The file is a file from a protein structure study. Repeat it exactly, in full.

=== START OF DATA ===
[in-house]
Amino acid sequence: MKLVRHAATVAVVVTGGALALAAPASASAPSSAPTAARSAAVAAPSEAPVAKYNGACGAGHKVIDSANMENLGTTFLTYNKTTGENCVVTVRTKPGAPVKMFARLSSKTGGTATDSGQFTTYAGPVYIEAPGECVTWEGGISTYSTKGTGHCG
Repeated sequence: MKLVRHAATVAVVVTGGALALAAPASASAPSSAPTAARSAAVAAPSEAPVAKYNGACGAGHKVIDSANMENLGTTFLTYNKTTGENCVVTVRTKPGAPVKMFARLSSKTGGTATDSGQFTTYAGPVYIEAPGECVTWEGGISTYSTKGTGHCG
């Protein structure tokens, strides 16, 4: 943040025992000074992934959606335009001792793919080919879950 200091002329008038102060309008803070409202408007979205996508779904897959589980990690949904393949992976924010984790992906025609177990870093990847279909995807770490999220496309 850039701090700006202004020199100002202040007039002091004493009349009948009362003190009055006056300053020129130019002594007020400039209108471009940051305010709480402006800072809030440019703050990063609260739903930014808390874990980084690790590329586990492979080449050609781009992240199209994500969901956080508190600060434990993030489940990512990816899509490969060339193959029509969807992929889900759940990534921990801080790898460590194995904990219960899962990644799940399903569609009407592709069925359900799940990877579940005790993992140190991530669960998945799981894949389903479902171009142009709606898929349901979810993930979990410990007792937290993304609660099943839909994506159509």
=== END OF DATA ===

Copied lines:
[in-house]
Amino acid sequence: MKLVRHAATVAVVVTGGALALAAPASASAPSSAPTAARSAAVAAPSEAPVAKYNGACGAGHKVIDSANMENLGTTFLTYNKTTGENCVVTVRTKPGAPVKMFARLSSKTGGTATDSGQFTTYAGPVYIEAPGECVTWEGGISTYSTKGTGHCG
Repeated sequence: MKLVRHAATVAVVVTGGALALAAPASASAPSSAPTAARSAAVAAPSEAPVAKYNGACGAGHKVIDSANMENLGTTFLTYNKTTGENCVVTVRTKPGAPVKMFARLSSKTGGTATDSGQFTTYAGPVYIEAPGECVTWEGGISTYSTKGTGHCG
């Protein structure tokens, strides 16, 4: 943040025992000074992934959606335009001792793919080919879950 200091002329008038102060309008803070409202408007979205996508779904897959589980990690949904393949992976924010984790992906025609177990870093990847279909995807770490999220496309 850039701090700006202004020199100002202040007039002091004493009349009948009362003190009055006056300053020129130019002594007020400039209108471009940051305010709480402006800072809030440019703050990063609260739903930014808390874990980084690790590329586990492979080449050609781009992240199209994500969901956080508190600060434990993030489940990512990816899509490969060339193959029509969807992929889900759940990534921990801080790898460590194995904990219960899962990644799940399903569609009407592709069925359900799940990877579940005790993992140190991530669960998945799981894949389903479902171009142009709606898929349901979810993930979990410990007792937290993304609660099943839909994506159509």